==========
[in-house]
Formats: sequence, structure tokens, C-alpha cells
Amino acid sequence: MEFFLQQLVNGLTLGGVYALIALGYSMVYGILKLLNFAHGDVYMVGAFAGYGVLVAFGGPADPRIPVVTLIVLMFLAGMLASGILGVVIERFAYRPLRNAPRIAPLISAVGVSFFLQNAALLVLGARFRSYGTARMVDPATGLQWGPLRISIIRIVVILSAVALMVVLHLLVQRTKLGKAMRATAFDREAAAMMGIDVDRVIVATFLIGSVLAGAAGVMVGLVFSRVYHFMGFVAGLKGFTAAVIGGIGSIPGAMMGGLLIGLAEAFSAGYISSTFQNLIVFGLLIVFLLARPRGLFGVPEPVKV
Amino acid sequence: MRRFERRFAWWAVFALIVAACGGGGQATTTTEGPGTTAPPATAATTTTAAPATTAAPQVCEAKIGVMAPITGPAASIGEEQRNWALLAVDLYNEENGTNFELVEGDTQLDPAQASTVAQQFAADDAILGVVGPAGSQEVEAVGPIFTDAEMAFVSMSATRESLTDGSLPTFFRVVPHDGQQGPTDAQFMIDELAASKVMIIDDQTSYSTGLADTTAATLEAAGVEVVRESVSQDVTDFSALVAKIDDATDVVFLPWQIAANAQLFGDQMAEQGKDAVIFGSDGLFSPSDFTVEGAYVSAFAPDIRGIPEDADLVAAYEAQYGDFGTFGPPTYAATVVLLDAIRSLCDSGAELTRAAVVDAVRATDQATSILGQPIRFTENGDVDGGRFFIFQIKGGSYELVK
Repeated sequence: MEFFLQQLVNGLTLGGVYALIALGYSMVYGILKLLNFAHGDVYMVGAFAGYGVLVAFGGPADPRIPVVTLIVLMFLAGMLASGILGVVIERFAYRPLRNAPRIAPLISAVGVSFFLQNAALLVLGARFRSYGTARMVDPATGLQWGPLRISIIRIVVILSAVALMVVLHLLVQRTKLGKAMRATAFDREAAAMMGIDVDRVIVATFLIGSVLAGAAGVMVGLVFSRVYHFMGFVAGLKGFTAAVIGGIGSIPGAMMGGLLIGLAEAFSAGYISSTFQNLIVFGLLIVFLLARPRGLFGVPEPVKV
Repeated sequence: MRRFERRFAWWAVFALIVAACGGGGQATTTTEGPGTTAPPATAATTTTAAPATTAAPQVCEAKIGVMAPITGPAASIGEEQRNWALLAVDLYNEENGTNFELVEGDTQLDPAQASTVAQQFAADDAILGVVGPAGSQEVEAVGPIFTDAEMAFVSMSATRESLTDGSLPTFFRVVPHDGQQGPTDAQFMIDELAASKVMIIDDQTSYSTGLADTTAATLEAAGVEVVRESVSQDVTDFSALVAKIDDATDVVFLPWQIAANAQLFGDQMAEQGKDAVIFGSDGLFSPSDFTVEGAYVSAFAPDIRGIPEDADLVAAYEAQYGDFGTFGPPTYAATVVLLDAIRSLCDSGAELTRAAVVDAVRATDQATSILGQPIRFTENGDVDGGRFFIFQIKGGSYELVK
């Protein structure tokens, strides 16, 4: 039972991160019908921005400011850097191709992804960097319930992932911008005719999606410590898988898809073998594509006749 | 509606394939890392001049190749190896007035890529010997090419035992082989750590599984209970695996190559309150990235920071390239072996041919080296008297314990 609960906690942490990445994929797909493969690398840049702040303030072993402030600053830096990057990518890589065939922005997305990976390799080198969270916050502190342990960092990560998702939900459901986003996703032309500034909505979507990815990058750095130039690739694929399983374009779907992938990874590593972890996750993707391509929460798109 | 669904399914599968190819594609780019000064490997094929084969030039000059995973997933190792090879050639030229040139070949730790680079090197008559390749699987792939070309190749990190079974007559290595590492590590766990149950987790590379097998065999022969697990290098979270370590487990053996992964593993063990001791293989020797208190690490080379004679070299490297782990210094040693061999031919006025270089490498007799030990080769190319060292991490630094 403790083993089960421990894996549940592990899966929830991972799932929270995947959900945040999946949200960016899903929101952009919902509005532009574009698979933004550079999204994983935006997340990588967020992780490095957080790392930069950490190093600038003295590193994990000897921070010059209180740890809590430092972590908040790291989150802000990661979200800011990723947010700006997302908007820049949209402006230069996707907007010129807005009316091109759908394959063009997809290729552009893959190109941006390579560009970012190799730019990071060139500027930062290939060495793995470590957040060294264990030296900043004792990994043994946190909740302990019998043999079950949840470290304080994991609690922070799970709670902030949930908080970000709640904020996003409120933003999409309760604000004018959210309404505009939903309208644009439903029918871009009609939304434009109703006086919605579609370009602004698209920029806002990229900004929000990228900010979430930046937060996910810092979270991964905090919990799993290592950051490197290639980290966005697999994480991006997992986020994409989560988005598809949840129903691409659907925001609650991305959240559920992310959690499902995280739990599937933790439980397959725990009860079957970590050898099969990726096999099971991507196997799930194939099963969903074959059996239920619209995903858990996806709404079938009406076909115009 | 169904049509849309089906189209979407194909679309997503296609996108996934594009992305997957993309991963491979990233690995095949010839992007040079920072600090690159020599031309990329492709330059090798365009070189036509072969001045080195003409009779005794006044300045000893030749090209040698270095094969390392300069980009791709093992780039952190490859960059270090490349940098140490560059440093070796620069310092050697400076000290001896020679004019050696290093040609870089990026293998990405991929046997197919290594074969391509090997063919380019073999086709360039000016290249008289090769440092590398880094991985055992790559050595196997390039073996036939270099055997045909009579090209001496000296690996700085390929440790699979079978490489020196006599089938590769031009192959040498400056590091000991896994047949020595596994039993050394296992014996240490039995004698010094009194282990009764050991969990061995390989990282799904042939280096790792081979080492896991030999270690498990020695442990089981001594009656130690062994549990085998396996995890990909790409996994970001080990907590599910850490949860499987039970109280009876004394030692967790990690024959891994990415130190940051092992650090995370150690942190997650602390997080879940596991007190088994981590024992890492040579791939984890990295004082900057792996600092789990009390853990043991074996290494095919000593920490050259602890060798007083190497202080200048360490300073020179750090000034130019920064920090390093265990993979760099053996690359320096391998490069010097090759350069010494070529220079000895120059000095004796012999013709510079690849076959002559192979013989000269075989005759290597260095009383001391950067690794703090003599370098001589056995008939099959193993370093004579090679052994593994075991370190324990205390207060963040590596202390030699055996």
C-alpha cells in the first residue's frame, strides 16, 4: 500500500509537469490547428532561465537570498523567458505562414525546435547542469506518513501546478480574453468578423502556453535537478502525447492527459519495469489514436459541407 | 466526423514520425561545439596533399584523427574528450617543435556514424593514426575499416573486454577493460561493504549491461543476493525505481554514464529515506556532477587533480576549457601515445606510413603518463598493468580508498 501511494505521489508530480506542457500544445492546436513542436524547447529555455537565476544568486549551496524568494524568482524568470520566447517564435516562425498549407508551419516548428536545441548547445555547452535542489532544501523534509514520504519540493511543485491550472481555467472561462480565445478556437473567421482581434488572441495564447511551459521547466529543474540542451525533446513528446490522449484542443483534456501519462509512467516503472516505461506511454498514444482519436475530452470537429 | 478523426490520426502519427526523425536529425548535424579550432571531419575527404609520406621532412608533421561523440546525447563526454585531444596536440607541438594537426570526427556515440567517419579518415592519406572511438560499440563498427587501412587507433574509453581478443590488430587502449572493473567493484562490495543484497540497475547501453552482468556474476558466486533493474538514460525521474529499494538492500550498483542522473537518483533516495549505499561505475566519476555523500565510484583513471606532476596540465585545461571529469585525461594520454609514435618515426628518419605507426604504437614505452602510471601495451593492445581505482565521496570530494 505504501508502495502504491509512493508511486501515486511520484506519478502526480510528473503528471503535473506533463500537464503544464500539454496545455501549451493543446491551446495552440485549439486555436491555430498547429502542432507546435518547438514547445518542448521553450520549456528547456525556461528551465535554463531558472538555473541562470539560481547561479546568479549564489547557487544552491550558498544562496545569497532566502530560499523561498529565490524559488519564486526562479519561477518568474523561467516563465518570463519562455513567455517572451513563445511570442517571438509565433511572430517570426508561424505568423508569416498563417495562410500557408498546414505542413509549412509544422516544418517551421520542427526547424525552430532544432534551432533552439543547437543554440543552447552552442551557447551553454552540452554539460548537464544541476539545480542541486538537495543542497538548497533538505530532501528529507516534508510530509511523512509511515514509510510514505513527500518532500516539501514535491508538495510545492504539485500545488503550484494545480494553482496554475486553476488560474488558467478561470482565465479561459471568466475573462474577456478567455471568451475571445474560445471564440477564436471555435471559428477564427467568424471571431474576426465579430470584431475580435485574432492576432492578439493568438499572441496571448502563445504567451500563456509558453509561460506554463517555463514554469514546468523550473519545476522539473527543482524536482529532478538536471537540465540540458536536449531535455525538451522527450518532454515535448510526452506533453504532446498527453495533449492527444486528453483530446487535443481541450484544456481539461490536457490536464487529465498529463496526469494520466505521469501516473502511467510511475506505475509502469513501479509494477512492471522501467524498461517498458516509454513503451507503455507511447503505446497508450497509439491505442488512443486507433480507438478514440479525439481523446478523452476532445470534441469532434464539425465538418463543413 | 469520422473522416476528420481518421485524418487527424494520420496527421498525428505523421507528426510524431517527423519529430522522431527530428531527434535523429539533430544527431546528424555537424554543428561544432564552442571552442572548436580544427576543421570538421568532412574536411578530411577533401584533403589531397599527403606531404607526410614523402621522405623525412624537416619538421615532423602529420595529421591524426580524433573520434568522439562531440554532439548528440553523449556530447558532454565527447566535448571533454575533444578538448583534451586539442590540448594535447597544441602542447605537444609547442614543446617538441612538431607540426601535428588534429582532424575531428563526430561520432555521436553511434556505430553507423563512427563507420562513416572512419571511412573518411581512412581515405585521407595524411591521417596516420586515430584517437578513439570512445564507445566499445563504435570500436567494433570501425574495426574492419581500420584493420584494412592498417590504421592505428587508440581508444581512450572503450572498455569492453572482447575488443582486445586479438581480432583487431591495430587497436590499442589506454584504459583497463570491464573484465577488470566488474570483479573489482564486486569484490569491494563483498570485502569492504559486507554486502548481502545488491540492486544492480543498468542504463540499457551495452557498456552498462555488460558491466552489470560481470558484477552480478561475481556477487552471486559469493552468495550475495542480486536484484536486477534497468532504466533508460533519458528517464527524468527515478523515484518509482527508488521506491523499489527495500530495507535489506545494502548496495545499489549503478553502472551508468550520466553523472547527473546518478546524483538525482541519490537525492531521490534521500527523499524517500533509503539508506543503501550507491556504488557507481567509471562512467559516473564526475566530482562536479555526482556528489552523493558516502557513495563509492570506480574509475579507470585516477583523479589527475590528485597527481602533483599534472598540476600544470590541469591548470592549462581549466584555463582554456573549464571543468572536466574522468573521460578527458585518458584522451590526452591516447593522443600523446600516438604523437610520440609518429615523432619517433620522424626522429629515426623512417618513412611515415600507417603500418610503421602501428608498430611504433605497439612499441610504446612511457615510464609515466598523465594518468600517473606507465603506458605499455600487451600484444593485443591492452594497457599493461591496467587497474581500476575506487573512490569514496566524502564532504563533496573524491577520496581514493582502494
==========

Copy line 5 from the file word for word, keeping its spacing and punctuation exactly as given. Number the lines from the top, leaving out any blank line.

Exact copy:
Repeated sequence: MEFFLQQLVNGLTLGGVYALIALGYSMVYGILKLLNFAHGDVYMVGAFAGYGVLVAFGGPADPRIPVVTLIVLMFLAGMLASGILGVVIERFAYRPLRNAPRIAPLISAVGVSFFLQNAALLVLGARFRSYGTARMVDPATGLQWGPLRISIIRIVVILSAVALMVVLHLLVQRTKLGKAMRATAFDREAAAMMGIDVDRVIVATFLIGSVLAGAAGVMVGLVFSRVYHFMGFVAGLKGFTAAVIGGIGSIPGAMMGGLLIGLAEAFSAGYISSTFQNLIVFGLLIVFLLARPRGLFGVPEPVKV